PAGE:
Banjul (AFP) Dec 16, 2010
Gambia rejected Thursday claims that it was the intended recipient of a cargo of weapons from Iran that was intercepted in Nigeria, and accused neighbour Senegal of a campaign of "hatred" over the case.
Nigeria last month reported to the UN Security Council its find of 13 containers of weapons, including rockets and grenades, shipped from Iran. The incident is a possible violation of international sanctions against Tehran.
Senegal has alleged the weapons were destined for Gambia, which the Gambian government strongly denied in a statement broadcast on television that accused Senegalese President Abdoulaye Wade of being behind the claims.
"If those arms were for the Gambia, let it be clear that there is no power on earth that would have prevented the Gambia from negotiating with the Federal Republic of Nigeria for their release to the Gambia," it said.
"Unfortunately, Abdoulaye Wade decided to disregard this fact and jumped to his illogical and outrageous conclusions apparently blinded by his hatred of the Gambia."
"President Wade thinks that he can use the arms shipment from Iran in Nigeria to go around the world through envoys to mount a campaign against the Gambia," it said.
Iran and Gambia, both criticised for their poor human rights record, had long been allies but Gambia severed their ties on November 22, a move a source in the presidency told AFP was "directly linked" to the arms case.
Senegal's foreign ministry expressed Tuesday "serious concern" about the weapons, saying they were intended for Gambia and were of various types and included "ammunition for heavy weapons".
The Senegalese press has reported that Dakar fears the arms were destined for rebels seeking independence for southern Senegal, the Movement for Democratic Forces in the Casamance (MFDC), said to have bases in Gambia.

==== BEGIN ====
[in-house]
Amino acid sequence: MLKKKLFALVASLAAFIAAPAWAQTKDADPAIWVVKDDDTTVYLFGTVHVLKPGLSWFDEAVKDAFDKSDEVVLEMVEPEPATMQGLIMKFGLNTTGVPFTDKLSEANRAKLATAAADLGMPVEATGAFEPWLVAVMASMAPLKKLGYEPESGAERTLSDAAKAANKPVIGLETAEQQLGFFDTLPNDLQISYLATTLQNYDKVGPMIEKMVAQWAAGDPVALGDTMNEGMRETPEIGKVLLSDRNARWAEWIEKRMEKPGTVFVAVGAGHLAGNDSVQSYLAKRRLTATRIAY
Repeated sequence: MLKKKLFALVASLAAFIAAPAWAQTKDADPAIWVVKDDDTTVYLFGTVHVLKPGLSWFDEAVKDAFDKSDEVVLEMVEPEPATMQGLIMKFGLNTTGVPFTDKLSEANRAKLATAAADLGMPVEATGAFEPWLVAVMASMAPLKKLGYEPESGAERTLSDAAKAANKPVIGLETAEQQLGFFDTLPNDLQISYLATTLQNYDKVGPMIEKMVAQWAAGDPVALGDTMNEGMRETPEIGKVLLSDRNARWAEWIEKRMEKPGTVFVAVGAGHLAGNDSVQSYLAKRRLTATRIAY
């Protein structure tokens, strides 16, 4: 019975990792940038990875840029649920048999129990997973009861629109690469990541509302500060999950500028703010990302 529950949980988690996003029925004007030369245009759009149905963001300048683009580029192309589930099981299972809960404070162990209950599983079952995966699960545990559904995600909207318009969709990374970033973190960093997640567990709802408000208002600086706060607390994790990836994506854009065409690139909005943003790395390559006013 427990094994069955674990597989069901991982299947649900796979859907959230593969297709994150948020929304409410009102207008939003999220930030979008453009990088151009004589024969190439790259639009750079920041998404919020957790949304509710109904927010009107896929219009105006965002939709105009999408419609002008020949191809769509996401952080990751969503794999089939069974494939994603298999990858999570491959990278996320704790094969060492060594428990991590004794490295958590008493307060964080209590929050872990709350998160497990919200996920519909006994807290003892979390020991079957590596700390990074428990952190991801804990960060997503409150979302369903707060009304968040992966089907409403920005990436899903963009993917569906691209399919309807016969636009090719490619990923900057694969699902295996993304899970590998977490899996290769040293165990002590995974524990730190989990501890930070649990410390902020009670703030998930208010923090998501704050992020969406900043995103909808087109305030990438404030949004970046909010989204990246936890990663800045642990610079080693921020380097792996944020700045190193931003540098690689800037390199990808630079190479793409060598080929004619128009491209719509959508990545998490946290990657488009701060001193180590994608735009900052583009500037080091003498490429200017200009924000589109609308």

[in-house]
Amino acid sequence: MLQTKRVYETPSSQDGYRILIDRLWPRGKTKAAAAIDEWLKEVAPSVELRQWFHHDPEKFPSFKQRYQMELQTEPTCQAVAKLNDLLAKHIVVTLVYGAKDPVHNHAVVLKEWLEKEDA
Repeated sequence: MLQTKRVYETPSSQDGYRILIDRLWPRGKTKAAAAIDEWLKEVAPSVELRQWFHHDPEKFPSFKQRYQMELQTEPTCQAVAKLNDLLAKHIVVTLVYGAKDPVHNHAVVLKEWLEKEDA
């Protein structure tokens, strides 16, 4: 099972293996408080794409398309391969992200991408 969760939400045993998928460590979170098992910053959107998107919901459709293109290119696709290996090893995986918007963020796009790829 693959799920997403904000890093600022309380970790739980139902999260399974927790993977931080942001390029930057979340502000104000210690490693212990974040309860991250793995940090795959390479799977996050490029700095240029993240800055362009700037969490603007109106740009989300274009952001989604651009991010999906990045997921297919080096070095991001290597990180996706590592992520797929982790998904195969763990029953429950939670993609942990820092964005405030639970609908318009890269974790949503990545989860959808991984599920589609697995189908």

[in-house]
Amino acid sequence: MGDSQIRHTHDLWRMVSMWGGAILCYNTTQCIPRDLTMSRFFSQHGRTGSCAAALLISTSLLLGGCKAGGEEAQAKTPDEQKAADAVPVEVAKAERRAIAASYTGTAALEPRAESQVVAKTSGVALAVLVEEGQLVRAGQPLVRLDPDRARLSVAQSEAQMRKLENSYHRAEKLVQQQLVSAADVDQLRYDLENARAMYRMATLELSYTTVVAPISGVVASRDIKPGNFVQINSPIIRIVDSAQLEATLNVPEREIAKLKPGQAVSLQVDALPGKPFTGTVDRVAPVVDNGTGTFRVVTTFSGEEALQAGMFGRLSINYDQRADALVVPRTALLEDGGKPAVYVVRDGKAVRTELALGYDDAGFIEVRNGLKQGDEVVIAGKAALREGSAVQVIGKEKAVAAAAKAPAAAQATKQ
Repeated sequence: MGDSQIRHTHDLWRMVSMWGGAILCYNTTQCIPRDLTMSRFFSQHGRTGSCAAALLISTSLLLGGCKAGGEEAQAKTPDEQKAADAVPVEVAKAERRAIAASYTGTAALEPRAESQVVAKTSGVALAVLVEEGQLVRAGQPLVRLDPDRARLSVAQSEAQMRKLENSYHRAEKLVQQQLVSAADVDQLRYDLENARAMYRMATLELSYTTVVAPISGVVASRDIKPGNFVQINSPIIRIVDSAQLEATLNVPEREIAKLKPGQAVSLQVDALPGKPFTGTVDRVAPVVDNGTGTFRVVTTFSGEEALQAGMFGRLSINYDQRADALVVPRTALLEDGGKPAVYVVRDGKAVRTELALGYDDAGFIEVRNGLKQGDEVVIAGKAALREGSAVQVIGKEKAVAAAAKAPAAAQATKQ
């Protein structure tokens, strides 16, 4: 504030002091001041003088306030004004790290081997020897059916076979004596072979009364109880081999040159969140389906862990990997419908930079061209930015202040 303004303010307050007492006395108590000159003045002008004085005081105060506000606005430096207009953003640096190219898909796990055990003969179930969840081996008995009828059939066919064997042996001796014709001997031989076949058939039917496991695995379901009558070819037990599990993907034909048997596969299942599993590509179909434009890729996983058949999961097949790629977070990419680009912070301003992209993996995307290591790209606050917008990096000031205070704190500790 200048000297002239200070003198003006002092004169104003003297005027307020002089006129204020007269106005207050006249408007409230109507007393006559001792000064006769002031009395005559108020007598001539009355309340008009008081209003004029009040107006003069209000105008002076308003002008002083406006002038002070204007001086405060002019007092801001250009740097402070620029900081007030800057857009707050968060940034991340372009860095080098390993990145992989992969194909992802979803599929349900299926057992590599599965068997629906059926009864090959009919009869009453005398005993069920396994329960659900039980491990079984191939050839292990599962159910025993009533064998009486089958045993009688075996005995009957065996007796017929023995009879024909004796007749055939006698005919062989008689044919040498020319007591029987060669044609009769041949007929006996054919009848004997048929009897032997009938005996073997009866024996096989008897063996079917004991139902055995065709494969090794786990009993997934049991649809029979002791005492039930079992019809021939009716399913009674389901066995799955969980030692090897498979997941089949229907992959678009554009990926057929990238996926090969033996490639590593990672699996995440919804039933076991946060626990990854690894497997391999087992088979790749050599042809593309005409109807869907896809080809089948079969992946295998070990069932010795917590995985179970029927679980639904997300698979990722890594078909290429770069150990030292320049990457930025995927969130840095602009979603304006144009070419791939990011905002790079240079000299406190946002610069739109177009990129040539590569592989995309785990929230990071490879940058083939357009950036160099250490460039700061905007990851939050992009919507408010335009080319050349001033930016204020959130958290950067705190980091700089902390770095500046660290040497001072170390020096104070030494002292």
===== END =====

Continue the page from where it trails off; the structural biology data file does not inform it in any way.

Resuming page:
Dakar last month recalled its ambassador to Tehran, reproaching Iran for not providing "satisfactory" explanations about the weapons.
Gambia denies it is a MFDC base and instead claims that Senegal is a refuge for Gambian dissidents who want to overthrow the regime of President Yahya Jammeh.
"Gambia cannot and will never be dictated by any state not to arm or what types of arms we should purchase irrespective of what is going on in a neighboring country especially Casamance," the government statement added.
Iran is under four sets of UN sanctions over its disputed nuclear programme including a ban on arms sales. It has said the arms shipment was by a private company.
earlier related report
"I remind you that the army is apolitical. I invite you therefore to support and accompany the new president in his mission," the general told soldiers, gendarmes and police at Conakry's camp Boiro in a speech carried on state radio and television.
Last month, Conde won what has been hailed as the country's first free and democratic election since independence from France in 1958, closing a chapter on a string of despotic and military regimes.
Violence after the November 15 release of provisional results left at least seven people dead and hundreds injured as security forces cracked down on protests, sparking international condemnation of unnecessary brutality.
Konate said the army, condemned internationally for its brutality in a crackdown on election-related violence as well as the September 2009 massacre of opposition supporters, could now hold its head up high after ushering in democratic elections.
"We have done what we have promised to do, for the first time in the history of our country, which was to give Guineans the chance and the opportunity to freely chose their president," said Konate, a general and former army chief.
"We can raise our head now, everywhere. We have shown that the vast majority of the army has acquired democracy," he said.
But he advised the incoming president nevertheless to "put among his priorities the resolution of problems" in the military.
Konate was made vice-president and minister of defence when the military took power in a 2009 coup after the death of longtime ruler Lansana Conte. Konate eventually took over completely after coup leader Moussa Dadis Camara was left seriously wounded by an assassination attempt.
He became head of an internationally-recognised provisional government in January, tasked with ushering in the elections.
A date for Conde's inauguration has not yet been announced, but is thought likely to take place next week.
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A military court trying eight policemen for the killing of Democratic Republic of Congo human rights activist Floribert Chebeya on Thursday rejected demands by his family that the case be heard by a higher tribunal. The ruling will mean, according to the family, that the man they consider to be the prime suspect, police chief General John Numbi, cannot be tried, since generals can only be tr ... read more
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